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    Super Rugby structure remains in spotlight

    2017-02-22 09:25

    Sydney - A new Super Rugby season kicks off this week with bosses pledging to tackle its unwieldy conference structure, exhausting travel schedules and lopsided contests.

    There will be a first fixture in Samoa in June, meaning the 2017 Super Rugby season will now straddle 17 time zones and four continents.

    The competition will retain the much-criticised four conference format, while tweaking kick-off times to trial Thursday night matches and increase the number of afternoon games.

    "Our biggest challenge is obviously the geographical expanse we've got to cover," said Andy Marinos, the chief executive of Super Rugby's governing body SANZAAR, while promising that team schedules would be managed better this year.

    "We've had some key learnings out of 2016 that we can implement into 2017 around how we manage the players during the week and how we work the travel schedule," he said.

    The far-flung tournament has its critics, notably England's former Wallabies coach Eddie Jones, who bluntly observed last season: "Some of the games put me to sleep."

    With six franchises in South Africa and five each in Australia and New Zealand, plus Japan's Sunwolves, and Argentina's Jaguares, organisers are wrestling with the conflicting interests of the five competing nations.

    Each Super Rugby team plays 15 matches and has two byes in the 17-round regular season. The competition final is on August 5 with a short mid-season break in June and July.

    The teething problems of last year's expansion to 18 teams have forced a rethink with the heads of Australian, New Zealand, South African and Argentinian rugby convening in early March to finalise competition changes for 2018 after an urgent strategic review was announced by Marinos last month.

    South Africa, with just three titles in the 21 seasons of Super Rugby, are mostly concerned about their arduous travel schedules.

    Oregan Hoskins, who resigned as president of SA Rugby last August, stated South Africa would be better off aligning to European leagues rather than with SANZAAR, which would mean few time differences for their matches.

    Alternatives to the confusing four-conference competition could include a return to 15 teams, with Australia dropping one team and South Africa cutting two.

    New Zealand Rugby (NZR) chief executive Steve Tew has called for patience as the problems are tackled.

    "Long-term if the foundations are laid we may be able to expand the game in a way that's more sensible from a travel, player workload, cost and time zone point of view, but that's going to take some time," Tew said.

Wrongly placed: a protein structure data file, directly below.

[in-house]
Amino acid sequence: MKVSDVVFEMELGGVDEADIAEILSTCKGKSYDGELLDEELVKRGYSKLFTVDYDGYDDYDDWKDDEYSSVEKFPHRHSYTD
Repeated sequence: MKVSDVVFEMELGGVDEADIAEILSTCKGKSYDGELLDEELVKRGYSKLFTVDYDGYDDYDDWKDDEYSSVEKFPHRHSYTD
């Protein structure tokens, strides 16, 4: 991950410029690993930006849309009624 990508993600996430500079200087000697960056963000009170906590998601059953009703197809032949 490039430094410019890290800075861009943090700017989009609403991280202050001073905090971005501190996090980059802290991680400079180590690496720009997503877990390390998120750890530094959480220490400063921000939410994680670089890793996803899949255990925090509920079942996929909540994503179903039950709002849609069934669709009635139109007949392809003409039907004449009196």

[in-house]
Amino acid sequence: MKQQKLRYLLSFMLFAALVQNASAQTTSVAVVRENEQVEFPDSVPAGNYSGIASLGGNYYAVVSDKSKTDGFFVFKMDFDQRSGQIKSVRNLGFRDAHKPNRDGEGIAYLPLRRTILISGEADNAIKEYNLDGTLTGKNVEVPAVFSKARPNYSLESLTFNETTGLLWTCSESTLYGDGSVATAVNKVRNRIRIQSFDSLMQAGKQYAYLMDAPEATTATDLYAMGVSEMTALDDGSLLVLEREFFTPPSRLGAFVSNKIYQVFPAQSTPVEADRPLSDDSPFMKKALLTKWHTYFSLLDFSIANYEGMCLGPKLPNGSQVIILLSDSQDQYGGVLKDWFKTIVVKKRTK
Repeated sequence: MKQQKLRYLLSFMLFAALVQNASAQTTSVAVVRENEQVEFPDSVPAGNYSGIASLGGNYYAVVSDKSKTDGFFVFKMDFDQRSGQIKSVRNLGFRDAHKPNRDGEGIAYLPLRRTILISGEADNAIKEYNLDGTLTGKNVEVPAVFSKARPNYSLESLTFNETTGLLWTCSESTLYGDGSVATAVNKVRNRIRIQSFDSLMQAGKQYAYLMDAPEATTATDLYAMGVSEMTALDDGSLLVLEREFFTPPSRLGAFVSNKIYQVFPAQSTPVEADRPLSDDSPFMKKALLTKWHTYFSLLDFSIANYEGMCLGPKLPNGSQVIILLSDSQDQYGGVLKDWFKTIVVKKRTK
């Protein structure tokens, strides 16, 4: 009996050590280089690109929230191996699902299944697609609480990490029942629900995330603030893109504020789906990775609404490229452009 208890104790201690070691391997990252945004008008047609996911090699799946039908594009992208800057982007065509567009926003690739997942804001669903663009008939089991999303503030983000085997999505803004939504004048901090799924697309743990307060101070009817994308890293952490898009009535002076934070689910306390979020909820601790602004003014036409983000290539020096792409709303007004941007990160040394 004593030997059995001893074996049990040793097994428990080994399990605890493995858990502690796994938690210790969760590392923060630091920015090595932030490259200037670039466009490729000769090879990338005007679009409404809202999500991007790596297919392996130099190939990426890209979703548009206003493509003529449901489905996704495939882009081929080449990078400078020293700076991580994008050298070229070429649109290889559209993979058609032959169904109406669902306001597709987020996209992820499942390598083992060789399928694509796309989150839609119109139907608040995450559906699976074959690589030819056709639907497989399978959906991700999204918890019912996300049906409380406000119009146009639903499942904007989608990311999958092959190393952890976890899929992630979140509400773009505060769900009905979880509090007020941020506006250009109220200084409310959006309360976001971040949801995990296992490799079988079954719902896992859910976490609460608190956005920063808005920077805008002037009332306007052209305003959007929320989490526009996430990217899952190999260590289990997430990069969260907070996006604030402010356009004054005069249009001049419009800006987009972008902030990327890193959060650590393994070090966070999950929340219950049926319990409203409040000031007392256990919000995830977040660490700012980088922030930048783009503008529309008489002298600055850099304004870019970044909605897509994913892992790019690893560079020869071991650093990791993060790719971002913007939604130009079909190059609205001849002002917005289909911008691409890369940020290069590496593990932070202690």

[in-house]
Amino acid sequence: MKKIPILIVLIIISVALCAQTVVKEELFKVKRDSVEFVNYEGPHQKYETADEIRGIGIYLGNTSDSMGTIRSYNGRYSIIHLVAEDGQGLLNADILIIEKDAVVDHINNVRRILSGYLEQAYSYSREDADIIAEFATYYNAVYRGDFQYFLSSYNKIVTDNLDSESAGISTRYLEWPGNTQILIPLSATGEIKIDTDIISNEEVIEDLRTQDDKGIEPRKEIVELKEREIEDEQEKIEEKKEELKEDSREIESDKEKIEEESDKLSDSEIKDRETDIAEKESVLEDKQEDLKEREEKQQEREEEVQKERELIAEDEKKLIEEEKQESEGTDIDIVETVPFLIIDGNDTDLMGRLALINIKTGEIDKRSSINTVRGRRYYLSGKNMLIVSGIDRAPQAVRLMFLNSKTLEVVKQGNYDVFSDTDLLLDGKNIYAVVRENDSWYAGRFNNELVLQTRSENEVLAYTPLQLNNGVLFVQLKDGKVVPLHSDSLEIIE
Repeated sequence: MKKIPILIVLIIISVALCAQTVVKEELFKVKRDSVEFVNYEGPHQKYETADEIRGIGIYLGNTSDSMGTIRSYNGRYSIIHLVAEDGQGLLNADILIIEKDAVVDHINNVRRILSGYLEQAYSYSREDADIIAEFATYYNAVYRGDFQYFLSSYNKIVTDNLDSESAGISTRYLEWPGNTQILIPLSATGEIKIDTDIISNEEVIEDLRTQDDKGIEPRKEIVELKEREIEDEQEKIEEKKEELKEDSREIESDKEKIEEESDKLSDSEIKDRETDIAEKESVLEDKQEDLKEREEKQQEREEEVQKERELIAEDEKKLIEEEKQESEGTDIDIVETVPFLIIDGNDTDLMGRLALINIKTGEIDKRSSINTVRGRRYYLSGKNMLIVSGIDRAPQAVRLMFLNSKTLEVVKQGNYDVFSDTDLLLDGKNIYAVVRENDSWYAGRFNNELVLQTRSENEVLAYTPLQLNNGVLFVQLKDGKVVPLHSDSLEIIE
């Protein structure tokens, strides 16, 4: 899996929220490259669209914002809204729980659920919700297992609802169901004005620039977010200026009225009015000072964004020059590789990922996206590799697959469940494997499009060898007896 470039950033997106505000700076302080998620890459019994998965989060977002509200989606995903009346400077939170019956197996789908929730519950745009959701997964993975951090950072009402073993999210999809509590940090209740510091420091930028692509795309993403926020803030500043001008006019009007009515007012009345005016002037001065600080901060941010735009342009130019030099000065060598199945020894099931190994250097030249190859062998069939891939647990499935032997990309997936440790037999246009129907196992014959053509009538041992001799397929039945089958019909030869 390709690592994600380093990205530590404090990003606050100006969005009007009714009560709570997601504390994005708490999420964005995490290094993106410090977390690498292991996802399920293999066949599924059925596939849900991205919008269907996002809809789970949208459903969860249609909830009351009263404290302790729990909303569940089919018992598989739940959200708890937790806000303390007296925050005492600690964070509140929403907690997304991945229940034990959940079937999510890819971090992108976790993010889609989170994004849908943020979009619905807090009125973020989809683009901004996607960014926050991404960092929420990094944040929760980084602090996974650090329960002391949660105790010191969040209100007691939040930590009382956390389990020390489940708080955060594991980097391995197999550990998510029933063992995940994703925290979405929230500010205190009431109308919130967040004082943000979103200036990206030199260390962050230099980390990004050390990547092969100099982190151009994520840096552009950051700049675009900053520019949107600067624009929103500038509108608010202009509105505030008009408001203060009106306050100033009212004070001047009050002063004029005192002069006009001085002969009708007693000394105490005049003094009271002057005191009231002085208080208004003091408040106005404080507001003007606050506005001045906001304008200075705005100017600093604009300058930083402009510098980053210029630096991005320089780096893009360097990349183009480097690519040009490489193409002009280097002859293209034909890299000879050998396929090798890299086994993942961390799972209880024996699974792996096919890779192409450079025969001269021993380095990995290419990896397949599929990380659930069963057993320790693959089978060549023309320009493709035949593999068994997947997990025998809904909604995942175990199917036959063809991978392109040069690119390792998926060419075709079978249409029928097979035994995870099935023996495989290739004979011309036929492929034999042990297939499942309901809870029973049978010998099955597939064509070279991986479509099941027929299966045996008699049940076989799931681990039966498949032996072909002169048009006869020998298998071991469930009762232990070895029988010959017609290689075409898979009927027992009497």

NZR's main problem is the guaranteed home advantage for the four conference winners after New Zealand teams occupied four of the top five places on the overall standings in 2016.

    NZR are pushing instead for a straight top-eight play-off system which Tew argues would produce a fairer outcome. But the proposal is being opposed by Australia and South Africa.

    "I'm stubborn and we'll keep plugging away because we think it makes much more sense," Tew said.

    "It makes it a lot easier for the fans. They can almost disregard the complications of the conferences and just look at the log and say 'is my team in the top eight'."

    Australia are not happy with the reduced number of money-spinning local derbies.

    The Waratahs will only play their century-long rivals Queensland once this season and there is a solitary Waratahs-Brumbies match.

    Super Rugby will further expand its boundaries when the Auckland Blues playing the Queensland Reds in Samoa in June while the Waikato Chiefs will take their game with the Canterbury Crusaders to Fiji.

    With 15 players of Samoan heritage in Blues squad, American Samoa-born Jerome Kaino said they were looking forward to it.

    "The possibility of having a fixture in the islands every year is really special for us, but also for Samoa, Fiji, whatever nation it is because they offer so much to our game here in New Zealand and it's important that we give back," Kaino said.

    The new season kicks off with the Melbourne Rebels playing Auckland at home on Thursday, while the Wellington Hurricanes open their title defence against the Sunwolves in Tokyo on Saturday.

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